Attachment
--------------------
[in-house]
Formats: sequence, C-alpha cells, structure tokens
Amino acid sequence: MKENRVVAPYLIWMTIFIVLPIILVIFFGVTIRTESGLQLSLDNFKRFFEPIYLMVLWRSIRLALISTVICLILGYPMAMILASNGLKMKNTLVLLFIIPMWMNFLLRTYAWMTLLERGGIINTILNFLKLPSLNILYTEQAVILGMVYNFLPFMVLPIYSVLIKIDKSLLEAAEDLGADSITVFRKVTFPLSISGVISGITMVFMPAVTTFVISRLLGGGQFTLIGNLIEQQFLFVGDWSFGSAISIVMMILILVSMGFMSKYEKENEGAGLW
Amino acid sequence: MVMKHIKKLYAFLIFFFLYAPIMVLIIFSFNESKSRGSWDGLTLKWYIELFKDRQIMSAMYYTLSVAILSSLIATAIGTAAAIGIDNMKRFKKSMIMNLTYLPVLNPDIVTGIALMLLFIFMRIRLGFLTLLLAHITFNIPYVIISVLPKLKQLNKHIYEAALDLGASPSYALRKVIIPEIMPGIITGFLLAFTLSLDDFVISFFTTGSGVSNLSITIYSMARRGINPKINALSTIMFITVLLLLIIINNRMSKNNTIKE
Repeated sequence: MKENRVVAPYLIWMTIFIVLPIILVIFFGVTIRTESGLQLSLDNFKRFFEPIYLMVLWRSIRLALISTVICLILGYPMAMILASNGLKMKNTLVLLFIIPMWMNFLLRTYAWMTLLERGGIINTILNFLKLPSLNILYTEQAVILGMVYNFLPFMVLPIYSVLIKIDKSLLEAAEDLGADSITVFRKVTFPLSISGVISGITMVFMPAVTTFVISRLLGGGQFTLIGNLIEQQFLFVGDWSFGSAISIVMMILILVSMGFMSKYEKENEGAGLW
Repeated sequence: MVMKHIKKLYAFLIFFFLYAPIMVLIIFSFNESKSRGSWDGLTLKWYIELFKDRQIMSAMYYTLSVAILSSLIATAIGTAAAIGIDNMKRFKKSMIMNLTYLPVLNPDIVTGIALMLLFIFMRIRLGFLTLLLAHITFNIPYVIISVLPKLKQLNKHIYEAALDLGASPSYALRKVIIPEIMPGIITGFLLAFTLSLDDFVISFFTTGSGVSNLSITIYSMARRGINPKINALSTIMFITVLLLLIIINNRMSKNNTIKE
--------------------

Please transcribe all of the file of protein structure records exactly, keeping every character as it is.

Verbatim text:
[in-house]
Formats: sequence, C-alpha cells, structure tokens
Amino acid sequence: MKENRVVAPYLIWMTIFIVLPIILVIFFGVTIRTESGLQLSLDNFKRFFEPIYLMVLWRSIRLALISTVICLILGYPMAMILASNGLKMKNTLVLLFIIPMWMNFLLRTYAWMTLLERGGIINTILNFLKLPSLNILYTEQAVILGMVYNFLPFMVLPIYSVLIKIDKSLLEAAEDLGADSITVFRKVTFPLSISGVISGITMVFMPAVTTFVISRLLGGGQFTLIGNLIEQQFLFVGDWSFGSAISIVMMILILVSMGFMSKYEKENEGAGLW
Amino acid sequence: MVMKHIKKLYAFLIFFFLYAPIMVLIIFSFNESKSRGSWDGLTLKWYIELFKDRQIMSAMYYTLSVAILSSLIATAIGTAAAIGIDNMKRFKKSMIMNLTYLPVLNPDIVTGIALMLLFIFMRIRLGFLTLLLAHITFNIPYVIISVLPKLKQLNKHIYEAALDLGASPSYALRKVIIPEIMPGIITGFLLAFTLSLDDFVISFFTTGSGVSNLSITIYSMARRGINPKINALSTIMFITVLLLLIIINNRMSKNNTIKE
Repeated sequence: MKENRVVAPYLIWMTIFIVLPIILVIFFGVTIRTESGLQLSLDNFKRFFEPIYLMVLWRSIRLALISTVICLILGYPMAMILASNGLKMKNTLVLLFIIPMWMNFLLRTYAWMTLLERGGIINTILNFLKLPSLNILYTEQAVILGMVYNFLPFMVLPIYSVLIKIDKSLLEAAEDLGADSITVFRKVTFPLSISGVISGITMVFMPAVTTFVISRLLGGGQFTLIGNLIEQQFLFVGDWSFGSAISIVMMILILVSMGFMSKYEKENEGAGLW
Repeated sequence: MVMKHIKKLYAFLIFFFLYAPIMVLIIFSFNESKSRGSWDGLTLKWYIELFKDRQIMSAMYYTLSVAILSSLIATAIGTAAAIGIDNMKRFKKSMIMNLTYLPVLNPDIVTGIALMLLFIFMRIRLGFLTLLLAHITFNIPYVIISVLPKLKQLNKHIYEAALDLGASPSYALRKVIIPEIMPGIITGFLLAFTLSLDDFVISFFTTGSGVSNLSITIYSMARRGINPKINALSTIMFITVLLLLIIINNRMSKNNTIKE